Lawsuits filed by parents and the Chicago Teachers Union aim to delay or stop the closure of 54 public schools in Chicago at the end of this school year.
A foundation in Wisconsin has given us an idea for helping the teen suicide rate find its way back down in the US: write letters to middle schoolers and let them know they’re there in our eyes.
A student-led protest in Rhode Island, mainly against standardized, high-stakes testing, has convinced a few people that students know what they’re talking about.
We’re pleased to advance this release from Adopt-a-Classroom, a nonprofit organization that provides teachers across the country with pocket “currency” so they can purchase school supplies.
Although 2-year colleges have low academic expectations, students struggle, partly because high-school standards are too lax in English and too rigid in math.
The release of test questions from New York’s new reading exam, a journalistic activity that may have been illegal, gives us an opportunity to comment.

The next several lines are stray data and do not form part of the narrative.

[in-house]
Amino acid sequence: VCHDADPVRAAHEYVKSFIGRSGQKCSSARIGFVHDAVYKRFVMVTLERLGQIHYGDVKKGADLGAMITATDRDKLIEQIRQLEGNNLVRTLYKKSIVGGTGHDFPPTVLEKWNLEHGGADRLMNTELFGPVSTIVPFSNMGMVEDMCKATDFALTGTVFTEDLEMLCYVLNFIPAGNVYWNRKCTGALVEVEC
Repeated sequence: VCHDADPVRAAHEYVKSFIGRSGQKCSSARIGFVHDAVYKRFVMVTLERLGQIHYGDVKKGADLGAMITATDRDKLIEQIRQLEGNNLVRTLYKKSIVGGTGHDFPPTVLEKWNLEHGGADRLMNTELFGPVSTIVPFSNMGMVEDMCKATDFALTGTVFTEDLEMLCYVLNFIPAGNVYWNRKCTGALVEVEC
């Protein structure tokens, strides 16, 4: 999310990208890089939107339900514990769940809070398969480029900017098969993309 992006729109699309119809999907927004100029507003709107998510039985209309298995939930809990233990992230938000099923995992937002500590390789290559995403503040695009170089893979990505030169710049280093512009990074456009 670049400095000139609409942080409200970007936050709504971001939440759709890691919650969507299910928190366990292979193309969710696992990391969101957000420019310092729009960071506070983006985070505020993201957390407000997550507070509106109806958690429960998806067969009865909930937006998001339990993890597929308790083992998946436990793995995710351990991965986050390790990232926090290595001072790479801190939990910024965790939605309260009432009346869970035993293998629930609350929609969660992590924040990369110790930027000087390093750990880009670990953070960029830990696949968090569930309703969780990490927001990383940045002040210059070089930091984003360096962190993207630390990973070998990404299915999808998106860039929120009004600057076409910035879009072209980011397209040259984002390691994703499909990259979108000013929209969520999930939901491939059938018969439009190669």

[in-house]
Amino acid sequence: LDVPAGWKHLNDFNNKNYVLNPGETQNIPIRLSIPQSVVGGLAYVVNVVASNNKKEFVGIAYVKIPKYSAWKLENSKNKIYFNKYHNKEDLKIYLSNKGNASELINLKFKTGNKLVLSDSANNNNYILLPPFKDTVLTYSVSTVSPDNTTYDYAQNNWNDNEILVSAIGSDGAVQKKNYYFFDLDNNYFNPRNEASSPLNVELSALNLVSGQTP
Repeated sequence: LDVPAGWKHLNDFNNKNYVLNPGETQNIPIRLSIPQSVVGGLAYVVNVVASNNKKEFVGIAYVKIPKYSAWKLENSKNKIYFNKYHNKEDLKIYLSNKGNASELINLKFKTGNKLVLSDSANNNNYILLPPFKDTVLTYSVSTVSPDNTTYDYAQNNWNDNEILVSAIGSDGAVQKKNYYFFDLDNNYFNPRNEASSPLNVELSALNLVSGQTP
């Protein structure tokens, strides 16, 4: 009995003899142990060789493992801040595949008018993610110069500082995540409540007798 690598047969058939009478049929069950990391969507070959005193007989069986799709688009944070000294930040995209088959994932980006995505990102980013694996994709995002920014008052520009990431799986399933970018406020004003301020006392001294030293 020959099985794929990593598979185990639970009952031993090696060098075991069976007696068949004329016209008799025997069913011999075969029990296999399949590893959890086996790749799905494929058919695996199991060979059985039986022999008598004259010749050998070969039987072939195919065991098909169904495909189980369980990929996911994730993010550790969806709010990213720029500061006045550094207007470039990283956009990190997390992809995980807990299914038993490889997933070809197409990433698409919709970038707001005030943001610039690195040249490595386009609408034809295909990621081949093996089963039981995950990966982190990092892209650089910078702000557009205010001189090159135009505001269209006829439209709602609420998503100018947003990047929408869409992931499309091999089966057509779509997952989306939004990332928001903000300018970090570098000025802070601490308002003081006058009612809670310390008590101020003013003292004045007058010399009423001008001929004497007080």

Our response to an op-ed piece in the New York Times, which suggests a fantastical compromise on class sizes that won’t be liked by anyone.
A very personal account of what could happen if illegal activity in the month or so before high school graduation keeps you from getting your high school diploma.
The test blueprints for PARCC assessments, which will affect both Illinois and Maryland in the 2014-15 school year, have been released after more than a year of review.
Illinois cut off funding for a charter operator, saying it failed to disclose the appearance of a conflict of interest in awarding construction contracts to the brothers of one charter executive.